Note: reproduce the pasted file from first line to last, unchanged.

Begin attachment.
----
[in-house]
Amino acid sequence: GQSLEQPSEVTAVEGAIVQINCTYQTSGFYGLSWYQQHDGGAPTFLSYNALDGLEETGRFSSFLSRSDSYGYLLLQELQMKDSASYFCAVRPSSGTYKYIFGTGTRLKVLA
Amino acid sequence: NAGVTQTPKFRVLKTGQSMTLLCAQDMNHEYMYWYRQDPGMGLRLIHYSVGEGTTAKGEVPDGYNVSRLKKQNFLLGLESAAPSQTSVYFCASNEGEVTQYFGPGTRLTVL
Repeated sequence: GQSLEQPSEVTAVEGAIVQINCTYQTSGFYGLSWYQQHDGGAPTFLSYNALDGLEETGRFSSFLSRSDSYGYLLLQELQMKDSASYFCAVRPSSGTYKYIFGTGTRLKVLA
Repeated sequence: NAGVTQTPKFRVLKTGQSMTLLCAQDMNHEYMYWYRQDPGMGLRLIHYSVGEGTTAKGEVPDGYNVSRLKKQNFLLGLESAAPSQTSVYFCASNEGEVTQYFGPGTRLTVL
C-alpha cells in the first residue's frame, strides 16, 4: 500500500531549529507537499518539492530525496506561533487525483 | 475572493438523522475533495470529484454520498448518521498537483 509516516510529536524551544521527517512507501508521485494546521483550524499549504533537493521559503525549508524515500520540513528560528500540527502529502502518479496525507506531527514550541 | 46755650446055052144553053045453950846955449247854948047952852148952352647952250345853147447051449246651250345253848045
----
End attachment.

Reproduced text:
[in-house]
Amino acid sequence: GQSLEQPSEVTAVEGAIVQINCTYQTSGFYGLSWYQQHDGGAPTFLSYNALDGLEETGRFSSFLSRSDSYGYLLLQELQMKDSASYFCAVRPSSGTYKYIFGTGTRLKVLA
Amino acid sequence: NAGVTQTPKFRVLKTGQSMTLLCAQDMNHEYMYWYRQDPGMGLRLIHYSVGEGTTAKGEVPDGYNVSRLKKQNFLLGLESAAPSQTSVYFCASNEGEVTQYFGPGTRLTVL
Repeated sequence: GQSLEQPSEVTAVEGAIVQINCTYQTSGFYGLSWYQQHDGGAPTFLSYNALDGLEETGRFSSFLSRSDSYGYLLLQELQMKDSASYFCAVRPSSGTYKYIFGTGTRLKVLA
Repeated sequence: NAGVTQTPKFRVLKTGQSMTLLCAQDMNHEYMYWYRQDPGMGLRLIHYSVGEGTTAKGEVPDGYNVSRLKKQNFLLGLESAAPSQTSVYFCASNEGEVTQYFGPGTRLTVL
C-alpha cells in the first residue's frame, strides 16, 4: 500500500531549529507537499518539492530525496506561533487525483 | 475572493438523522475533495470529484454520498448518521498537483 509516516510529536524551544521527517512507501508521485494546521483550524499549504533537493521559503525549508524515500520540513528560528500540527502529502502518479496525507506531527514550541 | 46755650446055052144553053045453950846955449247854948047952852148952352647952250345853147447051449246651250345253848045